Making the Halo 2 Trailer, Part 2
By Marty O'Donnell and Jay Weinland
September 13, 2002
Last week we brought you the story of how the Bungie Cinematics team wrenched all that graphical beauty out of an Xbox. This week we turn our attention from the gorgeous graphics to focus on the audible beauty delivered by our two sound specialists, genius composer Marty O'Donnell and the only man in Washington both talented and crazy enough to work as Marty's assitant, Jay Weinland. These human Swiss Army Knives of digital audio offered up some heretofore unrevealed details of what we heard in the trailer, and all the work that went into making it happen.
Obviously the soundtrack to the original Halo trailer made quite an impression. Was there any pressure to top what you'd already done?
Marty: The original trailer came out of nowhere and blew everyone away at MacWorld in 1999. I felt like there was no way to top the effect that the original had on people, so I didn't let that kind of pressure affect me. This time we were scoring final picture with music, sound design and dialog, rather than simply producing an exciting piece of music that could stand alone as well as accompany a real-time tech demo. We had already established the mood and feel of Halo and now we are building on that.
Tell us a little about your working process. How did you compose the music for this trailer?
Marty: I worked with Joe on the script and storyboards right from the beginning. At one point we recorded his voice doing all the parts, including a very sexy Cortana, and he made a rough cut "animatic" which gave me a general idea of the pacing and emotional highpoints for the final. I must say however, that the "Joe" version didn't inspire me a whole lot. My initial instinct was to score the whole thing with kazoos, but after I saw the real art and voice work, I switched to orchestra and choir.
I understand there was a live orchestra involved. Could you tell us a bit more about conducting and recording them?
Marty: I write and produce the score on samplers and synths. Then I copy out the score and parts and record the live musicians while they hear the original track in their headphones. That way I don't need to conduct since the music they're hearing is essentially a frame accurate click track. I think I had Jay run out and conduct the horns while I frantically copied the choir parts. We also conducted the "go crazy" section without a click. That's the part where the Master Chief prepares to jump out and the music swells like "A Day in the Life".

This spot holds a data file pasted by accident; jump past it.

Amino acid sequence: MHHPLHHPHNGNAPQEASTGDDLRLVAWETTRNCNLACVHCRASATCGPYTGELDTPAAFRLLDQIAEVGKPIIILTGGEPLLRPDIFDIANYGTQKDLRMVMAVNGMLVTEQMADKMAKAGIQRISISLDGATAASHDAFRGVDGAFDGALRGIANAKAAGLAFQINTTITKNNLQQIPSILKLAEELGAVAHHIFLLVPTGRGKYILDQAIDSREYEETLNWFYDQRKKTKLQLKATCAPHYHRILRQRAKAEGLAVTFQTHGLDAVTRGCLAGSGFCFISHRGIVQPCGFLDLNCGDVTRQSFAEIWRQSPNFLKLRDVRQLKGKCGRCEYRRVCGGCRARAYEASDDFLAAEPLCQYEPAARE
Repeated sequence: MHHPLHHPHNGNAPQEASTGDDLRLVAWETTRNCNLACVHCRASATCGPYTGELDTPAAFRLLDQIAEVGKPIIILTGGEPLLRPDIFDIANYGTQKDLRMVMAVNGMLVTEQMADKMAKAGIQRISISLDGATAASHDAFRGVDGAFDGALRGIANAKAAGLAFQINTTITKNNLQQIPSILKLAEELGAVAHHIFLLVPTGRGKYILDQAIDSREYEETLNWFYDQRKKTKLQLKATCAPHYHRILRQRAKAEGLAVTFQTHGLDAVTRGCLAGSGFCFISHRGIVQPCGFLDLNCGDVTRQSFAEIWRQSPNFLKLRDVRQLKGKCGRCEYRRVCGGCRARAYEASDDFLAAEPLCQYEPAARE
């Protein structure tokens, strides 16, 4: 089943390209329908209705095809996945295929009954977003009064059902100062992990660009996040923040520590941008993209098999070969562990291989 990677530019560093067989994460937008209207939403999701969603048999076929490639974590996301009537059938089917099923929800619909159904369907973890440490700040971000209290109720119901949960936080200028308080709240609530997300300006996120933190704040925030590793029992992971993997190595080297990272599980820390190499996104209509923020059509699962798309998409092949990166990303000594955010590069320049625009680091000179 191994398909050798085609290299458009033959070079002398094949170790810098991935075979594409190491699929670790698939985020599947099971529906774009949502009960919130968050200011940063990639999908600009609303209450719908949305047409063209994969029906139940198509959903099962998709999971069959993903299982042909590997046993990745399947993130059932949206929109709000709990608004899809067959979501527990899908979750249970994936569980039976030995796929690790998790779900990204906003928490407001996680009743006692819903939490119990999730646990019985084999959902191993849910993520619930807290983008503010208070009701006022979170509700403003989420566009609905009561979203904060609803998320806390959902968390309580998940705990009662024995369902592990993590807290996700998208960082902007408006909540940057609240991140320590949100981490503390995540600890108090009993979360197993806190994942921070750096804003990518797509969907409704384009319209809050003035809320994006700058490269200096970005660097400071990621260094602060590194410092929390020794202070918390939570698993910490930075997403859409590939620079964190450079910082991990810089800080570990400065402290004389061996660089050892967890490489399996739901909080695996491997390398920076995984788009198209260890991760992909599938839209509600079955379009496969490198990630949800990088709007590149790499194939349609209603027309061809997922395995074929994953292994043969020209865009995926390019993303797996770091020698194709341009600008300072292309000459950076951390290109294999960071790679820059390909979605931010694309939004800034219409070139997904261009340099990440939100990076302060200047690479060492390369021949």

Jay: We could not have cut it any closer. Marty booked 35 musicians a couple weeks in advance to begin playing at noon on Friday August 30. We received the trailer at midnight on Wednesday and Marty started in on the final scoring. I went to the studio on Friday at 9 AM and got the session set up with the engineers. At 11:59 Marty appeared gasping on the doorstep holding string and horn parts. We worked with the strings first with Marty at the production helm while I focused on being an extra pair of ears. Since Marty had not written out vocal parts yet I took the production helm for the horns which we did next and then Marty both worked and sang with the singers. I then spent a bit of time with the engineers readying the session for transfer to a firewre drive; we transferred the data from that to our Pro Tools rig on Saturday and then the real fun began.
Fans are already dissecting the trailer music and picking their favorite parts. Are there any subtle touches that people haven't picked up on yet?
Marty: Well let's see. Jay and I wrote some lyrics for the cello theme that appears midway. If he shares those lyrics with anyone, he's fired. Jay also did a great job actually playing oboe and English horn during the transition before Cortana speaks. It's nice to have a professional woodwind player right on site.
Jay: I have not heard anybody comment on my fabulous oboe/english horn playing *pfft*. Oh wait Marty just did... how nice of him...
The familiar "monks" from the first Halo soundtrack don't appear until the end of the trailer, and even then they are augmented with "nuns." Will the Halo 2 soundtrack feature similar reworkings of familiar themes and motifs, or are you focusing on new material?